Sony DualSense Edge review: Solid pro controller with a few flaws

Sony DualSense

Last year, Sony Interactive Entertainment announced the PS5 DualSense Edge, the equivalent of the Xbox Elite series controllers. Even at the time, there were some perceived flaws, the most notable of which was having fewer rear brakes than the competition. SIE provided us with a unit for this review, and for what it’s worth, my impressions of the controller will likely change when they’re first announced.

To be honest, the DualSense Edge was already a few feet behind when the race started. Before the edge, the Xbox Elite controller reached its second generation. We came to the benefit of the palm Its main downside is that its DPAD and left stick configurations are created by the vagaries of nature. If it weren’t for that, the Xbox Elite would have touched my hands.

As mentioned earlier, the DualSense Edge is comparable to the Xbox Elite series of PlayStation 5 “Pro” controllers. This means having more options and configurability than standard controllers. We look at all the fundamentals for the DualSense Edge – a pair back with interchangeable trigger dead zones.

On the other hand, DualSense Edge has some unique features. And it might not really be noticed by the average gamer. To begin with, if you don’t like having the traditional liver-style paddles with back paddles, you can also use semicircle paddles. If your analog signals start flowing, they can be easily removed and replaced if you have extras on hand.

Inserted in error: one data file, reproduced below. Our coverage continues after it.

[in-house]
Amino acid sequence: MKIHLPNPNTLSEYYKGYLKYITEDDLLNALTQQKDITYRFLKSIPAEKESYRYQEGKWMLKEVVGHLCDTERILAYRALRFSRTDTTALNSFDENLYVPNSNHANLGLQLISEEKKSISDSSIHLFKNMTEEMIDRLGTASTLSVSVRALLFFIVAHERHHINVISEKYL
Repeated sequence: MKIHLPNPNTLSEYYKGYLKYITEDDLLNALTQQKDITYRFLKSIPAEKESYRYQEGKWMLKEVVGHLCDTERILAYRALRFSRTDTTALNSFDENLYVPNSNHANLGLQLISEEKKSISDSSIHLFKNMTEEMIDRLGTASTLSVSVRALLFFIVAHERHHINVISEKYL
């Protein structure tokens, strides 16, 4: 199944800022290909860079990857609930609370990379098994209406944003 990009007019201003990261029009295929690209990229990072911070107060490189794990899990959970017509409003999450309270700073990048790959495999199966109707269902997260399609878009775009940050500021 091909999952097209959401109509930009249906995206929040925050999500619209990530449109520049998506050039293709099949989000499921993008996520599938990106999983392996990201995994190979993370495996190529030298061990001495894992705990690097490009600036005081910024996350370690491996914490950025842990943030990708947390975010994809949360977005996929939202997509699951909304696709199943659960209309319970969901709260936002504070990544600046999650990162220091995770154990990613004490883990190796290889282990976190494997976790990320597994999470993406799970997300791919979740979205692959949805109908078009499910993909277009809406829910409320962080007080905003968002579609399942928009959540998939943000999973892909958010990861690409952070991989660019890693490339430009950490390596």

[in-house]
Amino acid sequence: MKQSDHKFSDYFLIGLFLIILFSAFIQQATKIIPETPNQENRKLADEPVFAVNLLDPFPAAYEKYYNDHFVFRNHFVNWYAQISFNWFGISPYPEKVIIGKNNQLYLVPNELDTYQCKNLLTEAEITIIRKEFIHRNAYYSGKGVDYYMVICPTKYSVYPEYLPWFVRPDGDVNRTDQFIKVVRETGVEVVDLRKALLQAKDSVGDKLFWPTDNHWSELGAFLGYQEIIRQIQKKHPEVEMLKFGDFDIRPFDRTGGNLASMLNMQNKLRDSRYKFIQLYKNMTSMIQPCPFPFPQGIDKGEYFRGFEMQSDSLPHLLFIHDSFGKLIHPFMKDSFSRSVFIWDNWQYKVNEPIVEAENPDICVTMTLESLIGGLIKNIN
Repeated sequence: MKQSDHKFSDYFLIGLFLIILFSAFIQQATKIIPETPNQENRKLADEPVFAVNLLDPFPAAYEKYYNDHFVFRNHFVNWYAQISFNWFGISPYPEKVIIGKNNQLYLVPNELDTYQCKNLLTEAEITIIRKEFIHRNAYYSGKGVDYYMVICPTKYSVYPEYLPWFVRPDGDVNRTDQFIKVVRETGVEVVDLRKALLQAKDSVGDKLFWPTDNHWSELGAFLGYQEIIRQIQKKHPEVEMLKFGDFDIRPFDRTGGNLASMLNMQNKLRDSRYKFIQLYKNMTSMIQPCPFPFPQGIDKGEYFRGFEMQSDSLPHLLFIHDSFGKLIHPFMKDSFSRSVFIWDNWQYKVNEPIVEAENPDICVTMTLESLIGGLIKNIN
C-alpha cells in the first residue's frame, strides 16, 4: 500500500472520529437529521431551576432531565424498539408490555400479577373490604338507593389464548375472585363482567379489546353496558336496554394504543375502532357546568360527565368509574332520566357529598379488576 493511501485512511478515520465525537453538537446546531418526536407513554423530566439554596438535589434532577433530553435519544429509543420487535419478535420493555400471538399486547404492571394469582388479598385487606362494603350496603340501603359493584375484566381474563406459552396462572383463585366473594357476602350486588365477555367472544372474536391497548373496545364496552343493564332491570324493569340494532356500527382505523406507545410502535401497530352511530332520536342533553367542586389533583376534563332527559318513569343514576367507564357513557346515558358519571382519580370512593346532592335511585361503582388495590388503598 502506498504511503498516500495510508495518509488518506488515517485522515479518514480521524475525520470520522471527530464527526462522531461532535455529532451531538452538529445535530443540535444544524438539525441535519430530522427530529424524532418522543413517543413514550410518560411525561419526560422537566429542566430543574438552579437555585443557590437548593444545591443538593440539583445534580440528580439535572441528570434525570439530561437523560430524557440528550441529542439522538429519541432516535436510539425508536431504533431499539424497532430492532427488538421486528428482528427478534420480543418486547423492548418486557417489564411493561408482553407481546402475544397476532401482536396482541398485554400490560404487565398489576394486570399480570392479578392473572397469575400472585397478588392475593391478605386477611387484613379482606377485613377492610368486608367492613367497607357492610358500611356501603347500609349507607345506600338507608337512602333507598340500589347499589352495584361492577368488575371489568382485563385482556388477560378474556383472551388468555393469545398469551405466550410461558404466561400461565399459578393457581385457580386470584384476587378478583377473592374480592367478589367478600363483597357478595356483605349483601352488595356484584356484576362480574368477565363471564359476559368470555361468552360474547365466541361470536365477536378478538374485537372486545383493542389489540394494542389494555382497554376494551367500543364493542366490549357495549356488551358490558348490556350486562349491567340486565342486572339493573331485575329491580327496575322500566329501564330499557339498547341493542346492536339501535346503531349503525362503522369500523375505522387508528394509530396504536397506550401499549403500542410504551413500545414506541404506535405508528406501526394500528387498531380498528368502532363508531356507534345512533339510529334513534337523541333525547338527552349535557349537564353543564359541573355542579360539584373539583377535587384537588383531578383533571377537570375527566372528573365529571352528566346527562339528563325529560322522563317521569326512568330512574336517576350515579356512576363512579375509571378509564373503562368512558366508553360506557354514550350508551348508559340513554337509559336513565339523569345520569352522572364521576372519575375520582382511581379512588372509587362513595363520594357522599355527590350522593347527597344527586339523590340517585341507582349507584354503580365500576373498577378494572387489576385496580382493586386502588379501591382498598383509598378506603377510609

Lastly, The Sony DualSense Edge includes an adapter, which allows you to store the connected USB-C cable. This prevents disconnects, which are banned in some circles of the esports scene and a disconnected controller can lead to disqualification.

The short answer is yes, but the long answer is “not so good” depending on your point of view. We’ll discuss these perceived shortcomings in the following sections, so for now, let’s focus on what the DualSense edge does well. And to put it simply, it does everything you’d expect from a PS5 Pro controller.

DualSense Edge can store up to four profiles, how gaming peripherals can set up and store profiles locally. You can toggle between them by holding down the FN button and the corresponding face button. The PS5 can hold even more, but the controller can only hold four at once.

The option to use Liver or Half Moon is also a big plus. You’d use the former for Games that require quick access to macros, and the latter for games that are particularly prone to accidentally pressing buttons.

Lastly, the analog keys can be interchanged. In the world of stick drifts, this is definitely something you want in a controller, which will cost about half the price of a used console.

To be fair to the DualSense edge, only two errors are considered. The first difference is that there is only one pair of instead of the usual two.